by Danielle Pieratti
Donna McDonald likes to make a comparison between horses and war veterans. Some guys came back from Vietnam after being in prison camps and were able to go on with life, she says. Some came back and were never right again, were never able to deal with it. It's the same with a horse. Some can deal with [trauma], some can't.
McDonald, currently the only trainer of this type living and working in the Pittsburgh area, has been a practicing horse whisperer for several years. She is proof that the method of horse whispering has been around much longer than last year's blockbuster movie, The Horse Whisperer, which, according to McDonald, was hardly an accurate portrayal of her trade. I just looked at it as though it was a movie, says McDonald. And apparently, she wasn't the only one. Although Robert Redford certainly won hearts at the box office, he won skeptics too, and for a good reason: the movie never explains what, exactly, horse whispering is. As a method of training, horse whispering has been around for a long time. How long, exactly, is hard to tell, but it's founded on one of the oldest forms of scientific interpretation: observation. The earliest whisperers spent so much time watching horses in the wild that they were able to discern a kind of horse language in the particularities of horse communication. Yet for a long time their methods were kept secret. The trainer would take the horse, and it would be wild, and he'd take it in the barn and when he'd come out it would be a nice horse. They never knew what he did, so they called it Horse Whispering. They kept it secret for years, explains McDonald. It was this secrecy which was romanticized in Redford's movie.
In reality, horse whispering is based on a simple premise, body language. Like dogs, horses are social animals that aim to please. However, because of the often strenuous and inhumane methods that some trainers use to get results, the animal's innate desire for companionship is often masked, causing the horse to turn into a problem horse. Whispering uses the horse's natural tendencies toward socialization to restore the animal's trust. Mimicking methods of discipline that horses use in the wild, the trainer uses his physical stance to either drive the horse away from him or allow it to come and connect with him. In physical terms this usually takes place in a round pen, where the trainer uses his arm movements and sometimes a rope to get the horse moving around him in a circle. The method is called gentle, because little to no physical contact is used. Instead, eye contact is heavily relied upon, which was one reason why McDonald appreciated Redford's movie; it frequently emphasized this aspect. We use eye contact a lot, says McDonald. The horse can read your eye... [it] can see a soft eye or a hard eye.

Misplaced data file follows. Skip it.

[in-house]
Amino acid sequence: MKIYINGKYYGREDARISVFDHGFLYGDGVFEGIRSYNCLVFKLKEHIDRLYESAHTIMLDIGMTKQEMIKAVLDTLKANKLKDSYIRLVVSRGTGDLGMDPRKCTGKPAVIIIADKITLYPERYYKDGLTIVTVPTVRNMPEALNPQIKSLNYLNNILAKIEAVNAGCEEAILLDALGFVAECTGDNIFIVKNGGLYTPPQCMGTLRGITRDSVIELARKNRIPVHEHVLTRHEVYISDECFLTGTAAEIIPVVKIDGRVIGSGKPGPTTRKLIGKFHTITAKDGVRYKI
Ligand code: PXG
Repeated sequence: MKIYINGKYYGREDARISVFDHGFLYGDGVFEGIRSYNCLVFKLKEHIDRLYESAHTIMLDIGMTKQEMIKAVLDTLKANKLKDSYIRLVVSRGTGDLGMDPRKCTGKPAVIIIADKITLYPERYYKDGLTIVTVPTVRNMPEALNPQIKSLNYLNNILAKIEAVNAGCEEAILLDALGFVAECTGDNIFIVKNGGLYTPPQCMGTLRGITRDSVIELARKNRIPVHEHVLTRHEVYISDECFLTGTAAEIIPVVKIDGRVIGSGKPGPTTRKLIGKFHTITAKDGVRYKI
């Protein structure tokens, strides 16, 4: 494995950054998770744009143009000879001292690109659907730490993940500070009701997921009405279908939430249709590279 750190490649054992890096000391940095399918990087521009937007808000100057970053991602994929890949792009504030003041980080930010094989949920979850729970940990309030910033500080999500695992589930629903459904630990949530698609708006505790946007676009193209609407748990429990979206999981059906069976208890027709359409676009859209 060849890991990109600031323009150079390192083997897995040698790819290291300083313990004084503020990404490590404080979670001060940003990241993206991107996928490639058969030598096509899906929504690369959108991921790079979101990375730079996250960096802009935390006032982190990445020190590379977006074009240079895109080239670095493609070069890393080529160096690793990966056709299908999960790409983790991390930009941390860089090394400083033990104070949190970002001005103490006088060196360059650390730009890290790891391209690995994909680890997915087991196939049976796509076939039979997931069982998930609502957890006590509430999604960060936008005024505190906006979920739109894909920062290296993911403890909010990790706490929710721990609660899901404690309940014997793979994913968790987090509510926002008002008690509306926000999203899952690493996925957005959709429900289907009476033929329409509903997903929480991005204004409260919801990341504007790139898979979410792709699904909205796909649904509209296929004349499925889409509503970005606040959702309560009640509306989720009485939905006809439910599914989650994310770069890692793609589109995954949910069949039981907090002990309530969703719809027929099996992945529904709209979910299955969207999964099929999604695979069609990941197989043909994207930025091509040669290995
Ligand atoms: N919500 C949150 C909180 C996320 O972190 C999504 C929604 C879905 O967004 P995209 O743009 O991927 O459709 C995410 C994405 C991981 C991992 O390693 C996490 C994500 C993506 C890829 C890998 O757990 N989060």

When the trainer takes an aggressive stance towards the horse, the animal will instinctively flee, feeling that it is being sent away from the herd for something it has done wrong. The horse continues to avoid the trainer until it decides to repent, and asks forgiveness by lowering its head, slowing its pace, and performing a number of other body movements that indicate its submission to the trainer. The trainer has now taken on the position as Alpha Mare in the horse's herd. Once the trainer notices that the horse has accepted its role, he changes his stance, becomes less aggressive, often by changing eye position, or even turning his shoulder to the horse. At this point, the horse's reaction can be dramatic. Ideally, the horse stops moving, turns towards the trainer, even walks to him. This moment is often referred to as joining up, hooking on, or coming in. Whichever term the trainer chooses to use, the effect is the same , a strong bond of trust and devotion that provides a foundation for further training.